In the United Kingdom, Tory Prime Minister David Cameron has warned that his new coalition government will have to invoke austerity cuts that could affect Brits for years, even decades. New Jersey GOP Gov. Chris Christie has turned into a conservative hero for telling an irate teacher who complained about her pay at a town hall meeting that she doesn't have to teach. Illinois Gov. Pat Quinn signed a bill in April to cut pension benefits for new state workers -- it raises the full-pension retirement age to 67 and bases pension benefits on the last eight years' salaries -- and he's a Democrat.
The spirit has spread even to what Christie refers to as Hotel California. Gov. Arnold Schwarzenegger has vowed not to sign a budget that doesn't include pension reform for new state workers. "I will hold up the budget," Schwarzenegger told Politico.com, "It doesn't matter how long it drags -- into the summer or fall or into November or after my administration -- and I think people will support that."
Last week, the Libertarian-leaning Reason Foundation released a report that found that California's unfunded pension liability "translates to roughly $36,000 for each California household." Author Adam B. Summers called the current system "unsustainable and unaffordable."
It's been too tempting for dysfunctional Sacramento to pass pricey pension bonanzas. For example, in 1999, Gov. Gray Davis signed a bill that retroactively allowed some state employees to retire at age 50 with a pension as high as 90 percent of the last year's salary.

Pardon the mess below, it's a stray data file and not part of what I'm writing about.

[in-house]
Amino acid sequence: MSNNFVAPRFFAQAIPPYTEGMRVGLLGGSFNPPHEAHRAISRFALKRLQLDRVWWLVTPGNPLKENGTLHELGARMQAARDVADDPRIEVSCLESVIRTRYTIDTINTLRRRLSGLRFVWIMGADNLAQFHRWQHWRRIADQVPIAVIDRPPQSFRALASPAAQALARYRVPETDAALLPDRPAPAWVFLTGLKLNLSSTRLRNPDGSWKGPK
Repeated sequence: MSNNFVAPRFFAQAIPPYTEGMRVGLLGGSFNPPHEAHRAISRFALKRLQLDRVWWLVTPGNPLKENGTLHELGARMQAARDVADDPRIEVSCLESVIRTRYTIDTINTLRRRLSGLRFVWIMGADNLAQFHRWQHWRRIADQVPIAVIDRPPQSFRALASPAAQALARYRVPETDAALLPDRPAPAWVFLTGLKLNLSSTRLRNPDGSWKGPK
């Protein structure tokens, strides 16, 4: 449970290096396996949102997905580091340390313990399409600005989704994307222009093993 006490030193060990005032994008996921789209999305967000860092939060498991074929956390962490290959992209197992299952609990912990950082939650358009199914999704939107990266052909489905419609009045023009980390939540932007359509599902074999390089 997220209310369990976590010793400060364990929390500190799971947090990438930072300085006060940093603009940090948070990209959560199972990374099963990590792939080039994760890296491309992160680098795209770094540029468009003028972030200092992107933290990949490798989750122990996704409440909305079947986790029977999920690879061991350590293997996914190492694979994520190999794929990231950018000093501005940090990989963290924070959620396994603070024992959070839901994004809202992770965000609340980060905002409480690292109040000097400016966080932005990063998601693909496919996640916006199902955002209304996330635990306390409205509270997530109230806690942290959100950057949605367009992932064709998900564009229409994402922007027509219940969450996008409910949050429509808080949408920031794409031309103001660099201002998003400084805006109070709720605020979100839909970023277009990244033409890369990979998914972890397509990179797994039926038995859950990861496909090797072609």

Schwarzenegger tried to fix the problem. In 2005, he proposed ending state employees' generous defined-benefit pensions by setting up 401(k)-style plans for new state hires. He collected 400,000 signatures for a special-election ballot measure toward that end.
Did a grateful public rally behind Schwarzenegger? Short answer: No. The governator did himself no favor by drafting a flawed measure that failed to address death and disability benefits. Schwarzenegger pulled the measure when it became clear there was little appetite for an augmented, improved version. As he explained, "I saw friends of law enforcement officers and crime victims and widows, many of them Republicans, saying, 'Please, governor.'"
To which he replied: Uncle.
Later that year, Schwarzenegger watched voters defeat three other measures -- including an initiative to curb state spending -- with depressed turnout in GOP strongholds. If you can't get Republicans to back you when you're trying to cut state spending, what's the point in sticking your thick neck out?
But with this broad national popular push to control out-of-control government costs, Schwarzenegger could succeed this year.
His economic adviser David Crane believes that the time is ripe for the governor's proposed defined-benefit version of the 2005 overhaul. For one thing, current state workers are paying dearly for retirees' benefits. They have had to endure furloughs, and as long as the status quo continues, he argued, they face "reduced chances for pay increases."
Also, the more Sacramento pays and owes yesterday's workforce, the less Sacto can spend on programs dear to progressives today.
"If Illinois can do it," Crane told me, "California can do it." Or maybe Illinois can do it, but Hotel California still can't.
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